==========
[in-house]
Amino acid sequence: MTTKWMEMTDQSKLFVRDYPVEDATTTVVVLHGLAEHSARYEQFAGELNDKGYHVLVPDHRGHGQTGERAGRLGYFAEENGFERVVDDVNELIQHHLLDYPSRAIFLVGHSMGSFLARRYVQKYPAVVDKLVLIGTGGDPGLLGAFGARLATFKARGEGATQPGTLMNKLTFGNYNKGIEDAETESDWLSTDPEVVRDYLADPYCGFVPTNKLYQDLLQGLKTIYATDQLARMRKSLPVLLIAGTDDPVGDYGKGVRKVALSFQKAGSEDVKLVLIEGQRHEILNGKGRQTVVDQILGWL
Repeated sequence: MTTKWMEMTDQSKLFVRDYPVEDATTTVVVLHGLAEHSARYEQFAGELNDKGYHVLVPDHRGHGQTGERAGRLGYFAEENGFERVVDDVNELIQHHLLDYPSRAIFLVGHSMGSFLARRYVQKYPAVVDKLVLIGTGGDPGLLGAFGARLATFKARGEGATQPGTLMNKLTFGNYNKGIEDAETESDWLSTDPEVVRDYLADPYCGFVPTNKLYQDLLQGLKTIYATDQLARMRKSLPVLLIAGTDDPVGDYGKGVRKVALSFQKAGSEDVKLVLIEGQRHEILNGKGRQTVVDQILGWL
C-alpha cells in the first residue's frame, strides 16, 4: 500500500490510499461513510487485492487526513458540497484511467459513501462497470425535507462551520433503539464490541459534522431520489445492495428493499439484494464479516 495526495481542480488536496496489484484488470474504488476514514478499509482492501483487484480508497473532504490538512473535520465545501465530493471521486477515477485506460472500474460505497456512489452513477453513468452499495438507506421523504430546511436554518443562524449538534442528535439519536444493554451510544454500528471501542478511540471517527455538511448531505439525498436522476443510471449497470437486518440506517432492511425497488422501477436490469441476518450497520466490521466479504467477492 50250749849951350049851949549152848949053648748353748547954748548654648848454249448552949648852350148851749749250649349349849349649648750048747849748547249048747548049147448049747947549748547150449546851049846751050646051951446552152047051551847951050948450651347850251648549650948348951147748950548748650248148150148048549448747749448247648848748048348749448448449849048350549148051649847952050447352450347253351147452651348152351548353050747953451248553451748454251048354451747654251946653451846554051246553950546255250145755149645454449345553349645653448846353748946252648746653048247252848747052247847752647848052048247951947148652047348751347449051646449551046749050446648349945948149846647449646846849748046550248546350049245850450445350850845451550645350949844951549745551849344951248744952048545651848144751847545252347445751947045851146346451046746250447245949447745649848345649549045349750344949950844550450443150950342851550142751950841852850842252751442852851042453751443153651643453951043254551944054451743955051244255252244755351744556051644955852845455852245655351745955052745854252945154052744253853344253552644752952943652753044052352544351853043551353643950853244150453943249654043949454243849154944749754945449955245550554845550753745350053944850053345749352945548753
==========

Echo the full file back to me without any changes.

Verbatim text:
[in-house]
Amino acid sequence: MTTKWMEMTDQSKLFVRDYPVEDATTTVVVLHGLAEHSARYEQFAGELNDKGYHVLVPDHRGHGQTGERAGRLGYFAEENGFERVVDDVNELIQHHLLDYPSRAIFLVGHSMGSFLARRYVQKYPAVVDKLVLIGTGGDPGLLGAFGARLATFKARGEGATQPGTLMNKLTFGNYNKGIEDAETESDWLSTDPEVVRDYLADPYCGFVPTNKLYQDLLQGLKTIYATDQLARMRKSLPVLLIAGTDDPVGDYGKGVRKVALSFQKAGSEDVKLVLIEGQRHEILNGKGRQTVVDQILGWL
Repeated sequence: MTTKWMEMTDQSKLFVRDYPVEDATTTVVVLHGLAEHSARYEQFAGELNDKGYHVLVPDHRGHGQTGERAGRLGYFAEENGFERVVDDVNELIQHHLLDYPSRAIFLVGHSMGSFLARRYVQKYPAVVDKLVLIGTGGDPGLLGAFGARLATFKARGEGATQPGTLMNKLTFGNYNKGIEDAETESDWLSTDPEVVRDYLADPYCGFVPTNKLYQDLLQGLKTIYATDQLARMRKSLPVLLIAGTDDPVGDYGKGVRKVALSFQKAGSEDVKLVLIEGQRHEILNGKGRQTVVDQILGWL
C-alpha cells in the first residue's frame, strides 16, 4: 500500500490510499461513510487485492487526513458540497484511467459513501462497470425535507462551520433503539464490541459534522431520489445492495428493499439484494464479516 495526495481542480488536496496489484484488470474504488476514514478499509482492501483487484480508497473532504490538512473535520465545501465530493471521486477515477485506460472500474460505497456512489452513477453513468452499495438507506421523504430546511436554518443562524449538534442528535439519536444493554451510544454500528471501542478511540471517527455538511448531505439525498436522476443510471449497470437486518440506517432492511425497488422501477436490469441476518450497520466490521466479504467477492 50250749849951350049851949549152848949053648748353748547954748548654648848454249448552949648852350148851749749250649349349849349649648750048747849748547249048747548049147448049747947549748547150449546851049846751050646051951446552152047051551847951050948450651347850251648549650948348951147748950548748650248148150148048549448747749448247648848748048348749448448449849048350549148051649847952050447352450347253351147452651348152351548353050747953451248553451748454251048354451747654251946653451846554051246553950546255250145755149645454449345553349645653448846353748946252648746653048247252848747052247847752647848052048247951947148652047348751347449051646449551046749050446648349945948149846647449646846849748046550248546350049245850450445350850845451550645350949844951549745551849344951248744952048545651848144751847545252347445751947045851146346451046746250447245949447745649848345649549045349750344949950844550450443150950342851550142751950841852850842252751442852851042453751443153651643453951043254551944054451743955051244255252244755351744556051644955852845455852245655351745955052745854252945154052744253853344253552644752952943652753044052352544351853043551353643950853244150453943249654043949454243849154944749754945449955245550554845550753745350053944850053345749352945548753